One of the benefits of negotiation is that it allows you to focus on the value that you bring to the department and the institution.
1 Do your research
- Housing: Determine the cost of living where the school is located to see what housing options are affordable. Is there on-campus housing open to faculty? Is a housing stipend offered? Online calculators, such as one on NerdWallet’s website, can help you figure out housing costs in various cities. Use them when considering your options.
- Moving expenses: Your first faculty job may be at your alma mater, but it could also be across the country. Say yes to the bonus road trip and ask for expenses to help get you moved and settled.
- Family benefits: If you already have children, would they cover child care search fees or school deposits? And if you don’t, are any child care costs covered or subsidized? This may not seem important now, but could become crucial sooner than you think.
- Appointments of spouses or partners: If you’re moving with your spouse or partner, does the university offer spousal hiring options? Or, are there any policies that would prevent your partner from working at the same place?
- Research: How much research time vs. class time can most people in your position carve out? You may be able to negotiate for more research time.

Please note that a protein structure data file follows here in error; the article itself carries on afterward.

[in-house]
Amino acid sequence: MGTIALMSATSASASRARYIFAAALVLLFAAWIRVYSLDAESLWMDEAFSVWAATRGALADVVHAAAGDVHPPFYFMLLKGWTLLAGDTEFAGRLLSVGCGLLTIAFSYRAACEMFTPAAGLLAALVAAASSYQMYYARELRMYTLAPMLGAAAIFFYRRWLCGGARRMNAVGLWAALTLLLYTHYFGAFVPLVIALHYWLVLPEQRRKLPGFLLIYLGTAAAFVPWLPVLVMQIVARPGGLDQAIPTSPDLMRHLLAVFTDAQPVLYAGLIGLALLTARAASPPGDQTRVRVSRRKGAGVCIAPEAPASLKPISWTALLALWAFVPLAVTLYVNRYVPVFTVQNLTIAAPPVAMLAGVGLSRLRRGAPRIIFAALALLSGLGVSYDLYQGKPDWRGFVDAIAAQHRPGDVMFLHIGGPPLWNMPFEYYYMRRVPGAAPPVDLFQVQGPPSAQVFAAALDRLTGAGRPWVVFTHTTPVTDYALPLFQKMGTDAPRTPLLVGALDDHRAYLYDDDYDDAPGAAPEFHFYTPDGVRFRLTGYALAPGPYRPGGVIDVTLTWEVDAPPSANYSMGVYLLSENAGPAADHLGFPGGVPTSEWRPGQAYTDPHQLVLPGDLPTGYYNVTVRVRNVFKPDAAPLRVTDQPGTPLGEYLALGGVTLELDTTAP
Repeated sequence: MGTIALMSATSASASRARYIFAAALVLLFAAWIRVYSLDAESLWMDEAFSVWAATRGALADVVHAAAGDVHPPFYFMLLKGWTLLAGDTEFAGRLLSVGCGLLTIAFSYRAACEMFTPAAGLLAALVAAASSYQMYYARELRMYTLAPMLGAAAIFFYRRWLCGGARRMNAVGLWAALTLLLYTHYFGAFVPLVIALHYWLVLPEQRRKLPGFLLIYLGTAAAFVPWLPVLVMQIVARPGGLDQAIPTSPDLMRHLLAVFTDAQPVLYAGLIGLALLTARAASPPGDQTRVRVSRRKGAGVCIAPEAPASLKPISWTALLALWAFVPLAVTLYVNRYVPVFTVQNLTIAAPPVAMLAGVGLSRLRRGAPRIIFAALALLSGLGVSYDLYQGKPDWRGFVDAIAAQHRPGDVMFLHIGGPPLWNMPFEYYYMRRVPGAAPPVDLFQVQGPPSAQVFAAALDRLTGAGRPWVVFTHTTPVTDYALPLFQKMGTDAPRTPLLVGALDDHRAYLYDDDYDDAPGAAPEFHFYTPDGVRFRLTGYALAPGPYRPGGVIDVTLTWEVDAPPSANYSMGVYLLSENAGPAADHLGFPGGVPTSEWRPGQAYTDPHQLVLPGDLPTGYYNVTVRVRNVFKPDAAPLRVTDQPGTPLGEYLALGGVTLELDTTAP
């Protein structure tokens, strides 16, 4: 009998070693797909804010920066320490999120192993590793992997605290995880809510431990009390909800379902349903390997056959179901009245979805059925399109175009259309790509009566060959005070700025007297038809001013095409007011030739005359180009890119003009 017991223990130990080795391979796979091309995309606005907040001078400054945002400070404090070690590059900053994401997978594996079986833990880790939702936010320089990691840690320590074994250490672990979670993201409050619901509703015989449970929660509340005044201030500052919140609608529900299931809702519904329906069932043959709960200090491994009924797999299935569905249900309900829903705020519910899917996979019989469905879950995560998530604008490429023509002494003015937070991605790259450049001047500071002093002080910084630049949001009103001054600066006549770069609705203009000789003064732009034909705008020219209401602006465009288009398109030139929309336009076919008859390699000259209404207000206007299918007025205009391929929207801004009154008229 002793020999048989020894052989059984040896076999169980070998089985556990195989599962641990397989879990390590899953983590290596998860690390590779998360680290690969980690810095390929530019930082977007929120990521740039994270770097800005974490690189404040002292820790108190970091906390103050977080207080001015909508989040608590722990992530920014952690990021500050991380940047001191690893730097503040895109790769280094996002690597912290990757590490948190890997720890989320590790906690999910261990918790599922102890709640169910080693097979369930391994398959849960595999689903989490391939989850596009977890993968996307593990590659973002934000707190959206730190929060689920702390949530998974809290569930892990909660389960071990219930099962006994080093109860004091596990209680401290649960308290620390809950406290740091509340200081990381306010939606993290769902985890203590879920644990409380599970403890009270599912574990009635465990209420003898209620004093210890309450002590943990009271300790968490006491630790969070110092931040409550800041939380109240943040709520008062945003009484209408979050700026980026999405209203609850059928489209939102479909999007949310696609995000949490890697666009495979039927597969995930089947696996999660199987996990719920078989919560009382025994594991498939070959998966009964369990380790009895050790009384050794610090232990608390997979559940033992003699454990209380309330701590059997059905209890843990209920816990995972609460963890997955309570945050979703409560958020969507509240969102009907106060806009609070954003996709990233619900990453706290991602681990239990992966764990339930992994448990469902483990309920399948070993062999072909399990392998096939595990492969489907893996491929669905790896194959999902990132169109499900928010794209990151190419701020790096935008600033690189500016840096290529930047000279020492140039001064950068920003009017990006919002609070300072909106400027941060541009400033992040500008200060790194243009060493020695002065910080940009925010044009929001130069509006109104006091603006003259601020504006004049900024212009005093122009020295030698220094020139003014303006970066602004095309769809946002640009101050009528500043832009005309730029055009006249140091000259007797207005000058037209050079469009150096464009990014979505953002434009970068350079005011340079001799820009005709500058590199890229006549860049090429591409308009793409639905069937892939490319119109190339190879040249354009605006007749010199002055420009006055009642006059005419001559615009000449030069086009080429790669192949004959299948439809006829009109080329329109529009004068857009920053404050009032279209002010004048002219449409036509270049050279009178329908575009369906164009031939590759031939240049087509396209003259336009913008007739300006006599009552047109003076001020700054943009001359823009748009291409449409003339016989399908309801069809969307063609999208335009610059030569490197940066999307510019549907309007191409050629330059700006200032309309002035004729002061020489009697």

- Sabbaticals: These may be down the road for you, but until then you may be able to negotiate for more time for projects and publishing. Both are important to building your career.
- Start Date: If you need more time to wrap up a current role, finish school or simply move and get settled, you can try negotiating your start date so you’re at your best when you begin your new job.
- Tenure: Is this a tenure track role? You may be able to negotiate some of your expectations around tenure to ensure that you and your boss are on the same page.
Before you start negotiating, you need to prioritize your list of requests.2 Think about the top two or three things that would make you the happiest or most successful at the institution.
If you want to ask for a higher salary, this should be at the top of your list. Salary negotiation matters not just for the present, but also for the future, as pay increases are usually calculated as a percentage of your current salary. Be clear and direct when you state your desired salary: Decide on your counteroffer before the conversation starts.
Still, it’s important to keep in mind that while the size of your paycheck matters, a lower salary might be offset by other advantages, such as the institution’s location or its commitment to research. That’s why it’s important to distinguish between your must-haves and nice-to-haves before you start the conversation.